Prochlorococcus cells rely on microbial interactions rather than on chlorotic resting stages to survive long-term nutrient starvation

Dalit Roth-Rosenberg, Dikla Aharonovich, Tal Luzzatto-Knaan, Angela Vogts, Luca Zoccarato, Falk Eigemann, Noam Nago, Hans Peter Grossart, Maren Voss, Daniel Sher

Research output: Contribution to journalArticlepeer-review

Abstract

Many microorganisms produce resting cells with very low metabolic activity that allow them to survive phases of prolonged nutrient or energy stress. In cyano-bacteria and some eukaryotic phytoplankton, the production of resting stages is accom-panied by a loss of photosynthetic pigments, a process termed chlorosis. Here, we show that a chlorosis-like process occurs under multiple stress conditions in axenic laboratory cultures of Prochlorococcus, the dominant phytoplankton linage in large regions of the oligotrophic ocean and a global key player in ocean biogeochemical cycles. In Prochlo-rococcus strain MIT9313, chlorotic cells show reduced metabolic activity, measured as C and N uptake by Nanoscale secondary ion mass spectrometry (NanoSIMS). However, unlike many other cyanobacteria, chlorotic Prochlorococcus cells are not viable and do not regrow under axenic conditions when transferred to new media. Nevertheless, cocultures with a heterotrophic bacterium, Alteromonas macleodii HOT1A3, allowed Prochlorococcus to survive nutrient starvation for months. We propose that reliance on co-occurring heterotrophic bacteria, rather than the ability to survive extended starvation as resting cells, underlies the ecological success of Pro-chlorococcus. IMPORTANCE The ability of microorganisms to withstand long periods of nutrient starvation is key to their survival and success under highly fluctuating conditions that are common in nature. Therefore, one would expect this trait to be prevalent among organisms in the nutrient-poor open ocean. Here, we show that this is not the case for Prochlorococcus, a globally abundant and ecologically important marine cyanobacterium. Instead, Prochlorococcus relies on co-occurring heterotrophic bacteria to survive extended phases of nutrient and light starvation. Our results highlight the power of microbial interactions to drive major biogeochemical cycles in the ocean and elsewhere with consequences at the global scale.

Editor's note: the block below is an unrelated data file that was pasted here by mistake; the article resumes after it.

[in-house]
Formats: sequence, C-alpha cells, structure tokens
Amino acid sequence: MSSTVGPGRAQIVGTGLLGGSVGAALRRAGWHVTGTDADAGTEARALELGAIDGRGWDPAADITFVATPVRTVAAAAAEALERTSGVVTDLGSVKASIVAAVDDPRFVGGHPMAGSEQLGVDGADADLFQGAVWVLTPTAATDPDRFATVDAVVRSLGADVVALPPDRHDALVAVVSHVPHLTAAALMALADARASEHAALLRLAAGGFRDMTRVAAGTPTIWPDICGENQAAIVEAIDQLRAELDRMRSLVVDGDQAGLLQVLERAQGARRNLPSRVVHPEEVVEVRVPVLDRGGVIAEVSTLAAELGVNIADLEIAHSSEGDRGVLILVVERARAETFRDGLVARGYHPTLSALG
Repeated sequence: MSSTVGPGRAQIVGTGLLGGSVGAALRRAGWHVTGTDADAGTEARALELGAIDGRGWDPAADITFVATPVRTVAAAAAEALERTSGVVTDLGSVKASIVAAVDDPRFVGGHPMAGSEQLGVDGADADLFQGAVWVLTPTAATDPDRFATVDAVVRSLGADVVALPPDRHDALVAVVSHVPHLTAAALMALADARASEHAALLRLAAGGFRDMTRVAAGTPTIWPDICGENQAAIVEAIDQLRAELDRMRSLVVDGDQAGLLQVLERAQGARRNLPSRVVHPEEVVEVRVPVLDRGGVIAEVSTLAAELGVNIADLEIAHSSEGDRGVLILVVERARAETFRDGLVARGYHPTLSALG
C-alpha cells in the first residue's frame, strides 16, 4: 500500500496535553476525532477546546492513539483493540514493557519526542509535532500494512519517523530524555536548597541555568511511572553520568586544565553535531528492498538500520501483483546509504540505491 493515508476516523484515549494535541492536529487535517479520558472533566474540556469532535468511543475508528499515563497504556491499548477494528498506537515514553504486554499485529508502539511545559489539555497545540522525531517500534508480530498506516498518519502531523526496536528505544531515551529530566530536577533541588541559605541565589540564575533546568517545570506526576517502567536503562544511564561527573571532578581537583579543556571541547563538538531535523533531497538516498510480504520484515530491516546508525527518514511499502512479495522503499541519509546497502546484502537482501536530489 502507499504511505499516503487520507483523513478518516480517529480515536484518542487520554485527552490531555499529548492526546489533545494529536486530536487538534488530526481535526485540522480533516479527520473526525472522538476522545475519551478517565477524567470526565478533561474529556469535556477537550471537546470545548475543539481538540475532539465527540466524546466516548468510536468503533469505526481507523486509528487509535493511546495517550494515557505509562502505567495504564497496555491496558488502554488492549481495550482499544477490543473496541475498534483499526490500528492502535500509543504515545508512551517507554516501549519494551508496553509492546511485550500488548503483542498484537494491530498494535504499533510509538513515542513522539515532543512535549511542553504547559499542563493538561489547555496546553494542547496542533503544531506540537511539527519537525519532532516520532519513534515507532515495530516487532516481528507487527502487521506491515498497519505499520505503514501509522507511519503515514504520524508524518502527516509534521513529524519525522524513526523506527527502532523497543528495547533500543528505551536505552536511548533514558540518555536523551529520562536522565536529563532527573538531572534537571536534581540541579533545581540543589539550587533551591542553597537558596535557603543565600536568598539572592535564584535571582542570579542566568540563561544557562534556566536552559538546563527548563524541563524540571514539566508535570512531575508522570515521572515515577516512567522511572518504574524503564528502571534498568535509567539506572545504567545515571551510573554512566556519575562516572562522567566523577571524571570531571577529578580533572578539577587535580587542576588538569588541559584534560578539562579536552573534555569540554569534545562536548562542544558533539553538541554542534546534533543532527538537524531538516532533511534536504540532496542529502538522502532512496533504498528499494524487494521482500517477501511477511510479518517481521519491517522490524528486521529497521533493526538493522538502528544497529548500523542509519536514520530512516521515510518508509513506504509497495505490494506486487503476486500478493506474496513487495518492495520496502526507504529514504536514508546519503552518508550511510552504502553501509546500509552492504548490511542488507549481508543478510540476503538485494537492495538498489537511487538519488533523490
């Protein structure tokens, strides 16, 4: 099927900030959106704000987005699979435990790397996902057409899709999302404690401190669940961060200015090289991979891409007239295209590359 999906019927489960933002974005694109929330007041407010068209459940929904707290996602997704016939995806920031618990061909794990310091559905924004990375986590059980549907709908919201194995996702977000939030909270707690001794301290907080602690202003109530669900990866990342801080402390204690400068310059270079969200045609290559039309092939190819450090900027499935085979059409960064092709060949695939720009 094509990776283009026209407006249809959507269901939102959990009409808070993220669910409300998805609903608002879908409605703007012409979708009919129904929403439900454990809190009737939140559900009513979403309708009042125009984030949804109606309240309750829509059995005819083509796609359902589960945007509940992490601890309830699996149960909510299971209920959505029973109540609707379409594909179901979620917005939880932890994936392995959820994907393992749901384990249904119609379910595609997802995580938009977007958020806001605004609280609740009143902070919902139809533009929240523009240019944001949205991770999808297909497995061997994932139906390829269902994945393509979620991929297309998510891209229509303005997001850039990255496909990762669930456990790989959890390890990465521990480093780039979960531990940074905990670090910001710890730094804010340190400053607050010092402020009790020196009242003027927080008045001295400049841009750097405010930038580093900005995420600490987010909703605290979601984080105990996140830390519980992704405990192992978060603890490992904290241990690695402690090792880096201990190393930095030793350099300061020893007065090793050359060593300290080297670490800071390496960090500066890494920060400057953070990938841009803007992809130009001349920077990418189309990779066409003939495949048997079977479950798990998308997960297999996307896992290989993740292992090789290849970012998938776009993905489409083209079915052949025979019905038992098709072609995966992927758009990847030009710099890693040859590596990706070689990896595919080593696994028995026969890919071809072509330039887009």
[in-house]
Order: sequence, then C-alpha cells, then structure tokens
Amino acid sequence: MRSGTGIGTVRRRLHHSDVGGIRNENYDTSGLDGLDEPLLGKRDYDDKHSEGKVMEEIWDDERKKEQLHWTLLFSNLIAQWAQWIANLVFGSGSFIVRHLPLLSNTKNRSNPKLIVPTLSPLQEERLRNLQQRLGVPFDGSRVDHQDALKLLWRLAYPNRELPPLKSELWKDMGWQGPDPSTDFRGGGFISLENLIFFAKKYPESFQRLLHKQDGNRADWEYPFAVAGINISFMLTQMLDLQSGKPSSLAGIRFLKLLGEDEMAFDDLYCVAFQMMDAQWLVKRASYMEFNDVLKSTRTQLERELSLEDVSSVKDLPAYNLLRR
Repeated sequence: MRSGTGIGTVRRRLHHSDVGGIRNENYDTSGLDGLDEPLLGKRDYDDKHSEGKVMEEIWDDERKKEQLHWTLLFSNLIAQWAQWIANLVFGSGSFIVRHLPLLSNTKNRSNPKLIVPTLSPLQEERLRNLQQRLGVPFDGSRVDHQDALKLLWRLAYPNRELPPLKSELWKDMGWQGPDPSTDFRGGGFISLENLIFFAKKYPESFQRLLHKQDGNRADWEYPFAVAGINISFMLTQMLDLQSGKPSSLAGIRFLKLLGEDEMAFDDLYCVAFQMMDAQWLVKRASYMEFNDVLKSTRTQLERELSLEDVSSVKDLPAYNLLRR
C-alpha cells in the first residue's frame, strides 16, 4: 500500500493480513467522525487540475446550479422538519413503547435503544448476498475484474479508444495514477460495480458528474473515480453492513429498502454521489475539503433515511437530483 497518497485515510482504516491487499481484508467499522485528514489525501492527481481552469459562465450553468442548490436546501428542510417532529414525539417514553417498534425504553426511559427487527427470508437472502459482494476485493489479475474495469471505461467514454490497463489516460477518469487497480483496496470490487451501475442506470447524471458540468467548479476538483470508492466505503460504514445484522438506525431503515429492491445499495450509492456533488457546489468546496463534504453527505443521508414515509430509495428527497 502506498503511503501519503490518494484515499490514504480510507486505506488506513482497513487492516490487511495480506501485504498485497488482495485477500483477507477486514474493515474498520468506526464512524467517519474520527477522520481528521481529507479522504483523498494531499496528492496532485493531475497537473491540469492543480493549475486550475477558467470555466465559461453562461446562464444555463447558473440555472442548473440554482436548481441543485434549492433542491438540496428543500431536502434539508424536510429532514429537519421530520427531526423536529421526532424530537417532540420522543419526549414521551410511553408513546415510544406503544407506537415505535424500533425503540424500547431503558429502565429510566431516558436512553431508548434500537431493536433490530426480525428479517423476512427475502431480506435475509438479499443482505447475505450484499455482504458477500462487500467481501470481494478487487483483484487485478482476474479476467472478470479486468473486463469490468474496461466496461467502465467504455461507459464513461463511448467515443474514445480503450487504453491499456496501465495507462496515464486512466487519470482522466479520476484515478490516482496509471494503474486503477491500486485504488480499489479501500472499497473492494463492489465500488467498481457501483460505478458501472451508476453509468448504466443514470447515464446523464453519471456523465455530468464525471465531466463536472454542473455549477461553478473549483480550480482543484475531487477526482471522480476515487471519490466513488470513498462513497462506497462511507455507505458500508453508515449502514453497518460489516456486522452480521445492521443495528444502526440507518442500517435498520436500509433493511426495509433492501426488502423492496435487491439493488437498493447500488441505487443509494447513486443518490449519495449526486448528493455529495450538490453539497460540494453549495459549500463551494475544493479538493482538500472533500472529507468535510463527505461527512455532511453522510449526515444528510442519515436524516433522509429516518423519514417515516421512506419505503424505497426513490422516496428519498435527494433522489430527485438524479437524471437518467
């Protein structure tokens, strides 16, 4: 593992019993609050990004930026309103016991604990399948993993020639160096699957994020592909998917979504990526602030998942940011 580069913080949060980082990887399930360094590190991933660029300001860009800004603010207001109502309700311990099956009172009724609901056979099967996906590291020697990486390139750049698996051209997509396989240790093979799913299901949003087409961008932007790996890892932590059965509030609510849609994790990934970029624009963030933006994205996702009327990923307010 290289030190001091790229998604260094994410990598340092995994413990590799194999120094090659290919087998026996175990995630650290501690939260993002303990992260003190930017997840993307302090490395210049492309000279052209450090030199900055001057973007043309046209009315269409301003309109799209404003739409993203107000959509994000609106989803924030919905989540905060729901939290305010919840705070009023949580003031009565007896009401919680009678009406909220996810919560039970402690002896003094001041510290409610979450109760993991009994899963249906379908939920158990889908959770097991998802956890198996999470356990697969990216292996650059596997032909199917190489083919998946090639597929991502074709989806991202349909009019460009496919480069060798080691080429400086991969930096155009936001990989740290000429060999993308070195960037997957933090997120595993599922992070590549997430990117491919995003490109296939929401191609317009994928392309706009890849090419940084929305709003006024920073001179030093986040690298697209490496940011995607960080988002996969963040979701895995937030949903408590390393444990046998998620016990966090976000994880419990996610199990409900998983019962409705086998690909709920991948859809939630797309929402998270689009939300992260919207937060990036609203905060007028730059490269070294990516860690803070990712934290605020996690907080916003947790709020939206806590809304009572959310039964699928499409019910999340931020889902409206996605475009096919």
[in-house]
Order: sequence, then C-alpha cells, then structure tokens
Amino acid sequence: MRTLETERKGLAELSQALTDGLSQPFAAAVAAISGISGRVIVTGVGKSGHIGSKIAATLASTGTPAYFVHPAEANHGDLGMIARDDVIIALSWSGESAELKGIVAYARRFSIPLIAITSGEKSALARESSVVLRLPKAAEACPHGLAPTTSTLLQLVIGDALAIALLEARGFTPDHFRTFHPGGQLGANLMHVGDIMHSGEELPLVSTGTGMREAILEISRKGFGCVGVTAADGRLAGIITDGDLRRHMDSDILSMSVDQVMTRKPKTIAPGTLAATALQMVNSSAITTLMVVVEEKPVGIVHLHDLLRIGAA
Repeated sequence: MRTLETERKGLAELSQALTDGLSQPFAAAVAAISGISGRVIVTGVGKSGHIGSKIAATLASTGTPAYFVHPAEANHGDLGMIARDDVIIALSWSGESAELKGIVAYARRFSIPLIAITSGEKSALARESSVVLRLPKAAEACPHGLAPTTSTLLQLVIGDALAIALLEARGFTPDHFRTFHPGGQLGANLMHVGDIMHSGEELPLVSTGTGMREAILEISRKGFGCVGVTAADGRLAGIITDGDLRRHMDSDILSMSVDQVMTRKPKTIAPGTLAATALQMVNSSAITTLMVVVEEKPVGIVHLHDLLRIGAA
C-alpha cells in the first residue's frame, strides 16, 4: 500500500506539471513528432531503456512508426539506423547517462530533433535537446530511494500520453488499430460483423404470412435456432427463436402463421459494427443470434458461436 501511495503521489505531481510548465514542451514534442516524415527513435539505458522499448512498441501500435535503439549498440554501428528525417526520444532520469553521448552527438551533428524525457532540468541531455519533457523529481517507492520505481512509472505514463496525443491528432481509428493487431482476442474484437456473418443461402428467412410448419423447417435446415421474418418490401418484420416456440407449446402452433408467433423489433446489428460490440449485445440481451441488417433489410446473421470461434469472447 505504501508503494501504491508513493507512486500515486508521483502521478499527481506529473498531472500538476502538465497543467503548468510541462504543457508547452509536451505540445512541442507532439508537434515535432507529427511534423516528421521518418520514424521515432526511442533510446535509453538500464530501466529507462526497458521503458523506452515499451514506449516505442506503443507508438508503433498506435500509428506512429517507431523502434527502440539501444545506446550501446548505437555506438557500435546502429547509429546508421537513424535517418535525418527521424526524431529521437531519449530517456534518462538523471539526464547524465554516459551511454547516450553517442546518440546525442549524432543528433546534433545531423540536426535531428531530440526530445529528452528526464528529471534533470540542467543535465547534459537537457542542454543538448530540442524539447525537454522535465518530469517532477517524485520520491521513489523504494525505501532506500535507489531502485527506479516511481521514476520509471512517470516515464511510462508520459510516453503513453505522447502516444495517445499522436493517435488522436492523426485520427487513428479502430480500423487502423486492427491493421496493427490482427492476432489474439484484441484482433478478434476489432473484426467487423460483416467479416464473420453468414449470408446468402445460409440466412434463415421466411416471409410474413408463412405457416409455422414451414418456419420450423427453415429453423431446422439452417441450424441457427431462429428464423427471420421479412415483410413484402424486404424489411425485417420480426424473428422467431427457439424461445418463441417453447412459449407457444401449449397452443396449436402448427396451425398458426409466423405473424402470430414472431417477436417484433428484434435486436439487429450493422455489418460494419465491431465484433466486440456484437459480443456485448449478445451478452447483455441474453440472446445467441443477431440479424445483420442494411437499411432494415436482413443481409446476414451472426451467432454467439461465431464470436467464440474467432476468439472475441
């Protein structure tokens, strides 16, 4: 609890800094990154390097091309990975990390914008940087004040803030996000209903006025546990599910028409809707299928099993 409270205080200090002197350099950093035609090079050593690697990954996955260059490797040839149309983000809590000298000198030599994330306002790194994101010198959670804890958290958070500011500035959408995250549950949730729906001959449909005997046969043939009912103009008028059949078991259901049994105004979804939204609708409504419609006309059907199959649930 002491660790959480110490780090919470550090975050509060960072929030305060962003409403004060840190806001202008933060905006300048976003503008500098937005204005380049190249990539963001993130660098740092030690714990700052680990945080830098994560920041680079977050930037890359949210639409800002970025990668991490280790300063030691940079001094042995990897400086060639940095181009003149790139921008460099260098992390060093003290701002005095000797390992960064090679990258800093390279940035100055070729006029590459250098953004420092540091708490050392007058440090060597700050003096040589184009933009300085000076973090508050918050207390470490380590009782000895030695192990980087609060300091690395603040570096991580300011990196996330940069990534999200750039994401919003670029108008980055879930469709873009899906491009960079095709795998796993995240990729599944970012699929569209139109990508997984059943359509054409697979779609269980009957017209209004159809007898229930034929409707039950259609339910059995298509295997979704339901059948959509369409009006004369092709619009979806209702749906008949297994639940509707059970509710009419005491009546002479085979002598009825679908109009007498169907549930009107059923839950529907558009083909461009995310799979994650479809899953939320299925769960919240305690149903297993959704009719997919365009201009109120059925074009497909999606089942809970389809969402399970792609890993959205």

Original languageEnglish
Article numbere01846-20
Pages (from-to)1-13
Number of pages13
JournalmBio
Volume11
Issue number4
DOIs
StatePublished - 2020

Bibliographical note

Funding Information:
This study was supported by grant RGP0020/2016 from the Human Frontiers Science Program (to M.V., H.-P.G., and D.S.) and by grant 1635070/2016532 from the NSF-BSF program in Oceanography (NSFOCE-BSF to D.S.). The NanoSIMS at the Leibnitz-Institute for Baltic Sea research in Warnemuende (IOW), was funded by the German Federal Ministry of Education and Research (BMBF), grant 03F0626A.

Publisher Copyright:
© 2020 Roth-Rosenberg et al.

Keywords

  • Heterotrophic bacteria
  • Microbial interactions
  • NanoSIMS
  • Phytoplankton
  • Picocyanobacteria
  • Resting stages

ASJC Scopus subject areas

  • Microbiology
  • Virology

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